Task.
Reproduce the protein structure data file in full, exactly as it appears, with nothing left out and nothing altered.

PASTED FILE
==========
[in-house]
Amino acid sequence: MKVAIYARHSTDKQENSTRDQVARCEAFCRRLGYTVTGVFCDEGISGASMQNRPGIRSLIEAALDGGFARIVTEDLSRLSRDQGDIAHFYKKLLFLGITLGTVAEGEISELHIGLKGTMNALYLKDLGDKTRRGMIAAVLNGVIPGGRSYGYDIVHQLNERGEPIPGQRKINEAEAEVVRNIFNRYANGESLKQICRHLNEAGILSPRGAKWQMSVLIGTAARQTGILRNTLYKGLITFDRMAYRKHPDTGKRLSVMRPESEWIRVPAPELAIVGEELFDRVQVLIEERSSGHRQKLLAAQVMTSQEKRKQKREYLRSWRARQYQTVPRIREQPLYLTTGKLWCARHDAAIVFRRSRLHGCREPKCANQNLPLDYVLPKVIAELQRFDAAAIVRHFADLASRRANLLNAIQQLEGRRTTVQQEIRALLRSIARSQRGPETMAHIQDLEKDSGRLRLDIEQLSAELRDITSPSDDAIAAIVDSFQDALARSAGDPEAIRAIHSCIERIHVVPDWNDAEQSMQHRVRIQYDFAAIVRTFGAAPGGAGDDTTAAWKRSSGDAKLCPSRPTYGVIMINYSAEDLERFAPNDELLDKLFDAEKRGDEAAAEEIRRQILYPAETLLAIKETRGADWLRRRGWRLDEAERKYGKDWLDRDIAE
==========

[in-house]
Amino acid sequence: MKVAIYARHSTDKQENSTRDQVARCEAFCRRLGYTVTGVFCDEGISGASMQNRPGIRSLIEAALDGGFARIVTEDLSRLSRDQGDIAHFYKKLLFLGITLGTVAEGEISELHIGLKGTMNALYLKDLGDKTRRGMIAAVLNGVIPGGRSYGYDIVHQLNERGEPIPGQRKINEAEAEVVRNIFNRYANGESLKQICRHLNEAGILSPRGAKWQMSVLIGTAARQTGILRNTLYKGLITFDRMAYRKHPDTGKRLSVMRPESEWIRVPAPELAIVGEELFDRVQVLIEERSSGHRQKLLAAQVMTSQEKRKQKREYLRSWRARQYQTVPRIREQPLYLTTGKLWCARHDAAIVFRRSRLHGCREPKCANQNLPLDYVLPKVIAELQRFDAAAIVRHFADLASRRANLLNAIQQLEGRRTTVQQEIRALLRSIARSQRGPETMAHIQDLEKDSGRLRLDIEQLSAELRDITSPSDDAIAAIVDSFQDALARSAGDPEAIRAIHSCIERIHVVPDWNDAEQSMQHRVRIQYDFAAIVRTFGAAPGGAGDDTTAAWKRSSGDAKLCPSRPTYGVIMINYSAEDLERFAPNDELLDKLFDAEKRGDEAAAEEIRRQILYPAETLLAIKETRGADWLRRRGWRLDEAERKYGKDWLDRDIAE